The Devil’s Milk: A Social History of Rubber
25 August 2011
by Dominic Alexander
The history of rubber is a history of sweated labour, environmental destruction, and repeated atrocities. Tully’s account not only provides insight into these horrors but particular moments of modern social history around the world.
John Tully, The Devil’s Milk: A Social History of Rubber (Monthly Review Press 2011), 480pp.
What is a commodity? On the face of it, simply an object. Marx pointed out however that it is really ‘a very queer thing indeed, full of metaphysical subtleties and theological whimsies’. A commodity like rubber on the one hand contains all sorts of useful, non-reducible physical properties, and on the other, within a capitalist economy, is just the equivalent of a given quantity of money; it contains an abstract exchange value of a definite amount. Moreover, the individual commodity contains within itself all the natural and social processes which brought it into being as a discrete product, from the growth, in this case, of the rubber-producing tree, to its harvesting, transport and manufacture into commercial rubber.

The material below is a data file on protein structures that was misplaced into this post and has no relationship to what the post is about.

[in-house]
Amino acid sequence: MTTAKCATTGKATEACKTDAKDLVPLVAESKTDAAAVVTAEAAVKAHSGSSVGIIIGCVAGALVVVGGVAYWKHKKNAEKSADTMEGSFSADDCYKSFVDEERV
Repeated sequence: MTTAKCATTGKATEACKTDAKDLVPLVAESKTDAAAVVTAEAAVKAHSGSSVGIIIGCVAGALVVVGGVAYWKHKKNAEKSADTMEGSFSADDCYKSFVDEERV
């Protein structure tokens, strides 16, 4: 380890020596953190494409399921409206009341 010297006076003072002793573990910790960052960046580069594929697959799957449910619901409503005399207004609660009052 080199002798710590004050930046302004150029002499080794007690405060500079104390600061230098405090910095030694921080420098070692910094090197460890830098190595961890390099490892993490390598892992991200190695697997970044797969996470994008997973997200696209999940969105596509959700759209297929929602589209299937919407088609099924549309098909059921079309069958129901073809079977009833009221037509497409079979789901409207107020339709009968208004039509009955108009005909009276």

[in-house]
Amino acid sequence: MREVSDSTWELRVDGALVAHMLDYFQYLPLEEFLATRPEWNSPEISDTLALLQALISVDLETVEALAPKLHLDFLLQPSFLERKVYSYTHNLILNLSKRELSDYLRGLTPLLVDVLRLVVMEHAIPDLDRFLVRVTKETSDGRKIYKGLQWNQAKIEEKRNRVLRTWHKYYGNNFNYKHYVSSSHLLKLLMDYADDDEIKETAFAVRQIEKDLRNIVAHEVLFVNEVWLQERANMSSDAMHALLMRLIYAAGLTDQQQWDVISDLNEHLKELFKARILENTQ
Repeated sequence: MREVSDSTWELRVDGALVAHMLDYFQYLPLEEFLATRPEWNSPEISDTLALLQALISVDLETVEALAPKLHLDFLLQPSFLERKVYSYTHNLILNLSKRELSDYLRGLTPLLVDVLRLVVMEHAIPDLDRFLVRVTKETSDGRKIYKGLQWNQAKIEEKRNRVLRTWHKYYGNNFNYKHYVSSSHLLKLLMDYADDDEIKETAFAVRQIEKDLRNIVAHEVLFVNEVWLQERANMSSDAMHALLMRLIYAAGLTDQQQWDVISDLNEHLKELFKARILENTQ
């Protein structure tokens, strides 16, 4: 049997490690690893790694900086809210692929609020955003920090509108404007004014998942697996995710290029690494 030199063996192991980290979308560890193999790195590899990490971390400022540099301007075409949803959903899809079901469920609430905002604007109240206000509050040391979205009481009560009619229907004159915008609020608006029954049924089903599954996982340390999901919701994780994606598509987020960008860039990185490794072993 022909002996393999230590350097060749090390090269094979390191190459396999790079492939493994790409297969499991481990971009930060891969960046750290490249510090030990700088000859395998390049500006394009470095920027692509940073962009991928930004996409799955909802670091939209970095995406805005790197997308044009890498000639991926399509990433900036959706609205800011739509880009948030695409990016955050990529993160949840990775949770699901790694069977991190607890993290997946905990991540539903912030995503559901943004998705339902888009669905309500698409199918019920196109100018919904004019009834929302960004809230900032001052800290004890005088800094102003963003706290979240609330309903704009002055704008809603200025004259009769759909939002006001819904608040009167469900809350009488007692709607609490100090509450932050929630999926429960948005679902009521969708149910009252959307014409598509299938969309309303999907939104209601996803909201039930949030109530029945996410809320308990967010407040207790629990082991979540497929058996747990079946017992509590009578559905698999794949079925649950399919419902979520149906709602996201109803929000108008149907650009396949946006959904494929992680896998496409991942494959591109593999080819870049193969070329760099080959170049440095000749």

In Marx’s words from Capital, which Tully quotes towards the beginning and at the end of this book, the commodity ‘mirrors for men the social character of their own labour, mirrors it as an objective character attaching to the labour products themselves, mirrors it as a social natural property of these things’ (quoted at pp.14, 20 and 359). The import of Marx’s words is demonstrated and explored in this thorough and detailed history of the rubber industry’s development across the world from the nineteenth century through to the present.
The history of rubber can be made to serve as a kind of history of capitalism over two centuries. Not only is the detail fascinating in itself, but seeing developments through the perspective of rubber allows all sorts of connections to be revealed that the standard frames of bourgeois history hide. The history of rubber is a history of sweated labour, environmental destruction, and repeated atrocities. Some of this, such as the horrors of the Belgian Congo, may be at least superficially well known, but Tully is able to unpack matters to show a deeper significance within the context of the rubber industry. In standard accounts, passages of horror and cruelty can appear as detached examples of the failings of human nature. They can even be passed over as simply unfortunate episodes in the development of human societies towards more modern and prosperous forms (read liberal and western). These comforting evasions are revealed for the illusions they are in the face of a complete account of this one industry. The extremes of injustice and atrocity are not unfortunate exceptions in the history of capitalism, but recur almost as regularly as the trade cycle….
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